If I told you that Razer is making something it calls "smart glasses" (and if you were a cynical and jaded follower of tech news), you might ask, "but where do the RGB lights go?" The answer is nowhere. Surprisingly, Razer's new Anzu smart glasses don't feature any. They're essentially a riff on Bose's Bluetooth audio sunglasses, and they don't feel especially gamer-focused.

Inside the thick temples are all the electronic bits, including small, open-ear speakers along the bottom edge, the battery and radio, and an omni-directional microphone for calls. touch controls along the temple let you pause or skip tracks, while POGO pins handle recharging duty. They're compatible with voice assistants, too. Razer says the glasses will last for "more than five hours" on a charge, after which they're, you know, just really thick normal glasses. The Bluetooth connection powers on when the temples open, and it's "splash-proof" with an IPX4 resistance rating.

The Anzu comes with two sets of interchangeable lenses: clear for use at your computer that filters out 35% of blue light, and a standard polarized sunglass version that filters out 99% of UVA and UVB light. Replacement lenses will be sold for $30 a set. Those who want to use them as standard prescription lenses have the option of ordering an additional set through Lensabl.com, offering a 15% off coupon at the time of writing.  There are also two style options, a conventional Ray-Ban-ish design and a somewhat more feminine rounded frame, and small or large size choices.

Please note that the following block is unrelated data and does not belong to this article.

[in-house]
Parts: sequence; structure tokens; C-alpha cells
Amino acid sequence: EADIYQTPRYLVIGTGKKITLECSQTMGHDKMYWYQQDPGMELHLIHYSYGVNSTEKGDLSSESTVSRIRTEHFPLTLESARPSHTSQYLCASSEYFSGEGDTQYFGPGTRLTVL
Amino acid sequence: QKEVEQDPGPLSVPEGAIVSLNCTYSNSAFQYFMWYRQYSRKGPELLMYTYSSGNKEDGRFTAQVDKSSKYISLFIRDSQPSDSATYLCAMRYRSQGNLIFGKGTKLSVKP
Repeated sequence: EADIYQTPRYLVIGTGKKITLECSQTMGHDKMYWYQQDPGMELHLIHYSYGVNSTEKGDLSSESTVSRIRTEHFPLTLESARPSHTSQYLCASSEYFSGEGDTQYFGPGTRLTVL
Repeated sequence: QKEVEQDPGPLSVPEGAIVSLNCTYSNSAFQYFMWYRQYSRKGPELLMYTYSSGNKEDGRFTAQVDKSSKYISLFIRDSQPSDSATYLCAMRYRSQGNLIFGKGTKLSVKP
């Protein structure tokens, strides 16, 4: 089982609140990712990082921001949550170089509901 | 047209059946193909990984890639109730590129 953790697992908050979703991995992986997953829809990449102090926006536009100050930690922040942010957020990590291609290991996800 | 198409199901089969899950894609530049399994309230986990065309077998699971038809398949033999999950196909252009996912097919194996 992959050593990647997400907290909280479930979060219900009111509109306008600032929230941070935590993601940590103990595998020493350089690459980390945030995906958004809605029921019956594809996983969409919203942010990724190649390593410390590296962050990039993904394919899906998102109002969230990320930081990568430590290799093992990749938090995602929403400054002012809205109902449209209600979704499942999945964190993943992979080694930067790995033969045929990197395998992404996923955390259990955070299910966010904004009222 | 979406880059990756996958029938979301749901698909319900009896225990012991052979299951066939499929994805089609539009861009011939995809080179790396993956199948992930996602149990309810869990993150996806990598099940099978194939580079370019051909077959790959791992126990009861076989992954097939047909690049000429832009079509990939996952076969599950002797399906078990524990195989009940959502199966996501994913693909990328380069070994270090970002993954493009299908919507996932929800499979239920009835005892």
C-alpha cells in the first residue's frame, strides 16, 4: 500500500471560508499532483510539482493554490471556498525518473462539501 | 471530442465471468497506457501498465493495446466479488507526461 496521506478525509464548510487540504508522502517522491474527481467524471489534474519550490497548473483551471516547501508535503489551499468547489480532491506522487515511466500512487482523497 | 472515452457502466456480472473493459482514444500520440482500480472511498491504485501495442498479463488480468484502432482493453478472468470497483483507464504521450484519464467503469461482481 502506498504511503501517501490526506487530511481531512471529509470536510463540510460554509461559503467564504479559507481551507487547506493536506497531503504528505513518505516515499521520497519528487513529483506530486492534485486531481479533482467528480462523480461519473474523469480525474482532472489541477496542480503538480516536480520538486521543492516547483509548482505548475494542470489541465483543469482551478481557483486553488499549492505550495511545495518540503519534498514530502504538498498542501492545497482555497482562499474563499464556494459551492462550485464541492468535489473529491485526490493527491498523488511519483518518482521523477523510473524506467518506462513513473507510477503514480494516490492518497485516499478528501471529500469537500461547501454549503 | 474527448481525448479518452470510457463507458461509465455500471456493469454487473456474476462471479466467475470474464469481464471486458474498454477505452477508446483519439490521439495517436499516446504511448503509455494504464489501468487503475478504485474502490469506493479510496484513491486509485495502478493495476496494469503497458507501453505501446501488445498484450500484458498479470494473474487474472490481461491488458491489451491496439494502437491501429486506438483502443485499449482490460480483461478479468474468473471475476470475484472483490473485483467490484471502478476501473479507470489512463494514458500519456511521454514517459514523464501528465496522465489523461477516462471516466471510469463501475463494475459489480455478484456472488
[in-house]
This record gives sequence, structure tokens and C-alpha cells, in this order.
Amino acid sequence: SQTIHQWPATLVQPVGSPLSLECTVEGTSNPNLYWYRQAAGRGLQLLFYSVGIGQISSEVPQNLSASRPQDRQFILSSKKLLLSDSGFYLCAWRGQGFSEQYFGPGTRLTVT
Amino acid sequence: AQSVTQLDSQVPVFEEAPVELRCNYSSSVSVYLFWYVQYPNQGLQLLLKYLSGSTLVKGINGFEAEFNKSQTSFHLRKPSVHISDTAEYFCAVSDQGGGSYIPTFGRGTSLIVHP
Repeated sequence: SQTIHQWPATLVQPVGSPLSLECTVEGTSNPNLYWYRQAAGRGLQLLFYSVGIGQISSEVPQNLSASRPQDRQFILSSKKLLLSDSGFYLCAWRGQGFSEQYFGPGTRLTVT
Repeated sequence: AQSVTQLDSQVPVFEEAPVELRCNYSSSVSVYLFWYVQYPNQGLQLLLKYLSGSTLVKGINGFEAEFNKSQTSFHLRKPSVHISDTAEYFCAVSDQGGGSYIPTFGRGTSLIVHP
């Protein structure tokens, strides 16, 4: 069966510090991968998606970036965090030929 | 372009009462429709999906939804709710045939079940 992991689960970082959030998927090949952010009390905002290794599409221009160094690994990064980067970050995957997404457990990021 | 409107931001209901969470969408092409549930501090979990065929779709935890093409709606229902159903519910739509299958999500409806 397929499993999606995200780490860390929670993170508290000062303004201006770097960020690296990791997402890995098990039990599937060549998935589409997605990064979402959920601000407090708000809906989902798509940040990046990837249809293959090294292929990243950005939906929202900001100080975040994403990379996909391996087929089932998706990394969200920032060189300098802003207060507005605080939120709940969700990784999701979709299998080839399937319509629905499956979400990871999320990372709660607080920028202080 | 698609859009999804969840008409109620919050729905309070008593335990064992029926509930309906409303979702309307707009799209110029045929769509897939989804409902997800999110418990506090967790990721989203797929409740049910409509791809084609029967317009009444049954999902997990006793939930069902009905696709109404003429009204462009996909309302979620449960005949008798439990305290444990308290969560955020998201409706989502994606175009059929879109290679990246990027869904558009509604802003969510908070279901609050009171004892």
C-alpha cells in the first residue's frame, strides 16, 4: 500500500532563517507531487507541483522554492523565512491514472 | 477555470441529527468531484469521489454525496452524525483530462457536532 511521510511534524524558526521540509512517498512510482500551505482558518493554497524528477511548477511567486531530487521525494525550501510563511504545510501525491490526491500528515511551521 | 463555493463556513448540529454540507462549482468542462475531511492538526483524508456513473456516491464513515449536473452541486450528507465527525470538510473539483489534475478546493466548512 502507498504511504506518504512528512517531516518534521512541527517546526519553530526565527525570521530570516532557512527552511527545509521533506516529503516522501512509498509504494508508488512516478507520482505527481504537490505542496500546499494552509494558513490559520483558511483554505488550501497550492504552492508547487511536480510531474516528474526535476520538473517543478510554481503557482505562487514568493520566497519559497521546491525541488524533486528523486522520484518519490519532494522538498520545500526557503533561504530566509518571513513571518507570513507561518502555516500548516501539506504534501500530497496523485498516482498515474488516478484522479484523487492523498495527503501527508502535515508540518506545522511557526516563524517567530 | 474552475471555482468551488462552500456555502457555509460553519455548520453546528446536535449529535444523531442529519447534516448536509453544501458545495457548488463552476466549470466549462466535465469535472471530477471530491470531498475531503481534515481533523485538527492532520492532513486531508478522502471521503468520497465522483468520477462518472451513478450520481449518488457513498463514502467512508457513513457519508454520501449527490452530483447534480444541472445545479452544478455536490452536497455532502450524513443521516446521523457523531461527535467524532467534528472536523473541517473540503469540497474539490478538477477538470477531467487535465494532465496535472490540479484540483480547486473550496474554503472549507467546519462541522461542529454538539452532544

The glasses cost $200, which is hefty, but not ridiculous if you think of them as sunglasses and Bluetooth headphones combined. Should you get them? If the Bose glasses appeal to you but you want a slightly cheaper option with extra clear lenses for indoor work, sure. But there are probably less expensive ways to shield your eyes and/or annoy people on public transit.